The United States are heading on to the midterms in less than a week. An exercise that has seen a revolution in not just getting people to register to vote but showing exactly why it is important for everyone to vote. Back in 2016 Obama handed over to Trump in a historic electoral college win and now the midterms determine whether the President and largely the Republicans will have control over congress.
To bring to you up to speed, the midterm elections in the United States are elections held in November every four years, near the mid point of the president’s four year term in office. They elect the United States Congress, United States House of Representatives and the United States Senate. Historically midterms don’t get as big a turn out as presidential elections especially from young people. In 2014 only about 1 out of 5 showed up to vote. This year however, history may just be re-written.
The difference between Kenya and the United States may be in the provision for midterms there and a one off general election here. The thing that bring us together are the low numbers of young voters who register. As you read this you may be thinking, ‘but we just voted last year, wouldn’t this article have been more appropriate then?’ Yes it would have, but even more so now when we are about to have a live example on why your vote counts every time you hear there is someone running for office. Then you’d think, ‘but politics affects me in no way, my vote doesn’t count. Whether I vote or not someone will just rig their way in. You know how Kenya works.’ Then this is what I would say:
I get why as a Kenyan you wouldn’t believe in voting. There was post election violence in 2007/2008, there were the tensions last year that preceded the hand shake, there was the death of baby Pendo that was caught in a political cross fire and there’s our leaders in office who we feel like they don’t deliver as they promise. You’ve been complaining about a road and they’ll only start fixing it 6 months to the polls. These are valid reasons.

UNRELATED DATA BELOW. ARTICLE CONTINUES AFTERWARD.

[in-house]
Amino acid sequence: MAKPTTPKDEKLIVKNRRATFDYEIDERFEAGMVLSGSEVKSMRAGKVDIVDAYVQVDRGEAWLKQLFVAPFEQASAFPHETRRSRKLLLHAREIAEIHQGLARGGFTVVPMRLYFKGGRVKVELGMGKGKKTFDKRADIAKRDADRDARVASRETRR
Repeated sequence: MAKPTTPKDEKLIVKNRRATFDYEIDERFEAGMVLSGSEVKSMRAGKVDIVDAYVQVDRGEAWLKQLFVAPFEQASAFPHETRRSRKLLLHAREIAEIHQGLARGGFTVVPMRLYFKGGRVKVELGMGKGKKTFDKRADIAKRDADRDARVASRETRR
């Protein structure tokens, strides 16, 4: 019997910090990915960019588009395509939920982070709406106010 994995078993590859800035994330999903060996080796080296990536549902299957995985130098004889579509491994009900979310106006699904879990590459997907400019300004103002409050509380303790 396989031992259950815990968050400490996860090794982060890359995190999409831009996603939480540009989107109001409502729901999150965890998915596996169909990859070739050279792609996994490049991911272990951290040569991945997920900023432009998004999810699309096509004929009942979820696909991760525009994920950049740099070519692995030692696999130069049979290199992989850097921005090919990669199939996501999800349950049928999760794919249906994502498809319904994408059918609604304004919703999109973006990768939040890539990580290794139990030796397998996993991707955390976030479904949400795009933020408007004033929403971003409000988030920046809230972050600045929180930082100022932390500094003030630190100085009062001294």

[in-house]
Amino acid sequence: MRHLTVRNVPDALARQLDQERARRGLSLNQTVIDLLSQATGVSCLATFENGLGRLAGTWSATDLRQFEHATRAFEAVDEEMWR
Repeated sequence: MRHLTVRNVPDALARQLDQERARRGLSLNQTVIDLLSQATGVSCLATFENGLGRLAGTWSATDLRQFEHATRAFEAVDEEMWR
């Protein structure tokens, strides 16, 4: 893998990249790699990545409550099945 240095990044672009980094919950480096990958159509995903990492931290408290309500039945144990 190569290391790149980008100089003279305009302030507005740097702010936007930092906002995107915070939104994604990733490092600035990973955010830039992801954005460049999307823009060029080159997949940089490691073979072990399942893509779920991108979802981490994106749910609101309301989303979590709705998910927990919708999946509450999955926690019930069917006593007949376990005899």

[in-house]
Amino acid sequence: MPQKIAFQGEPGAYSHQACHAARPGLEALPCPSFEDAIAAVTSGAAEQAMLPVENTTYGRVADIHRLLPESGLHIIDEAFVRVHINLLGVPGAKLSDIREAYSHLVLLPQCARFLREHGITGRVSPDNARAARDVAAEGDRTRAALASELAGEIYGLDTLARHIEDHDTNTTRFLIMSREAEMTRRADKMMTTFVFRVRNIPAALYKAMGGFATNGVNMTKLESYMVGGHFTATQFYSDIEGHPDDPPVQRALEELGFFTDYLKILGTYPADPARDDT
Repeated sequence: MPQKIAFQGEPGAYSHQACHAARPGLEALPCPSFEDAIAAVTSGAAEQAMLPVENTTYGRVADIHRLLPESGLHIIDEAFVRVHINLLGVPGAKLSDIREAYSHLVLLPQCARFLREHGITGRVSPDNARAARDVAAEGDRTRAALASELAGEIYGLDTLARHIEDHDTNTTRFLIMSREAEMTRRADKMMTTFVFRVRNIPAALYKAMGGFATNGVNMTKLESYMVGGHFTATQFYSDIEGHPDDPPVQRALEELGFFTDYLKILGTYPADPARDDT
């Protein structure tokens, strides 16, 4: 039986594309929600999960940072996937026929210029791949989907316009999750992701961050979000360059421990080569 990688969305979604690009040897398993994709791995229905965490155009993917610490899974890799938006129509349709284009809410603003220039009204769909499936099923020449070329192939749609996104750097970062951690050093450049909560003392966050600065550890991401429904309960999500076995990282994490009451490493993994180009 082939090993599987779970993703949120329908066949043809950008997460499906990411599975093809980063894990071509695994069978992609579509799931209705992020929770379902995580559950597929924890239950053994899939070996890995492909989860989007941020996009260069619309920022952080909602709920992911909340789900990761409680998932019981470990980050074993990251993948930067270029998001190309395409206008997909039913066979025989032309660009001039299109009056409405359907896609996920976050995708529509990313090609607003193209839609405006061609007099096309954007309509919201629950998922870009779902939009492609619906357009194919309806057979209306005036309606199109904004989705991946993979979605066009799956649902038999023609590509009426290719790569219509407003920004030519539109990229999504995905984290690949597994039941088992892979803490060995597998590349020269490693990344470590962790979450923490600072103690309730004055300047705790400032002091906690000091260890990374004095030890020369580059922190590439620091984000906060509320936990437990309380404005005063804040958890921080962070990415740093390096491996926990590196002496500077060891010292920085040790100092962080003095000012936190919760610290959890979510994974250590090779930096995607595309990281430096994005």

I however believe that in as much as you run away from politics, it has a direct correlation with every single thing you do in your everyday life. You run an online business and never get involved with the city council, social media tax affects your business. You are simply a student working hard to get a degree, any lecturer’s strike directly affects you. You are a nature lover who loves running at Karura forest on Saturday’s; you are on land that was to be degazetted back in 1994 through to 1996 for housing projects. Or maybe you like hanging out at Uhuru park with your boyfriend on you Sunday off; you are still on land that would have been used for a 60 storey complex. The examples really are endless. Most recently the Kenya Film and Classification Board showed us exactly how close a state corporation could regulate content from YouTube vloggers.
I’m not saying you have no idea what happens in your country. You probably do, even if you don’t want to. Everyone is talking about what happens, your bike guy talks about the hand shake, mama pima talks about the rise in petroleum prices, Kenyans on Twitter talk about the demolitions in Nairobi. You may even be part of the loudest to call out the government when they don’t act right.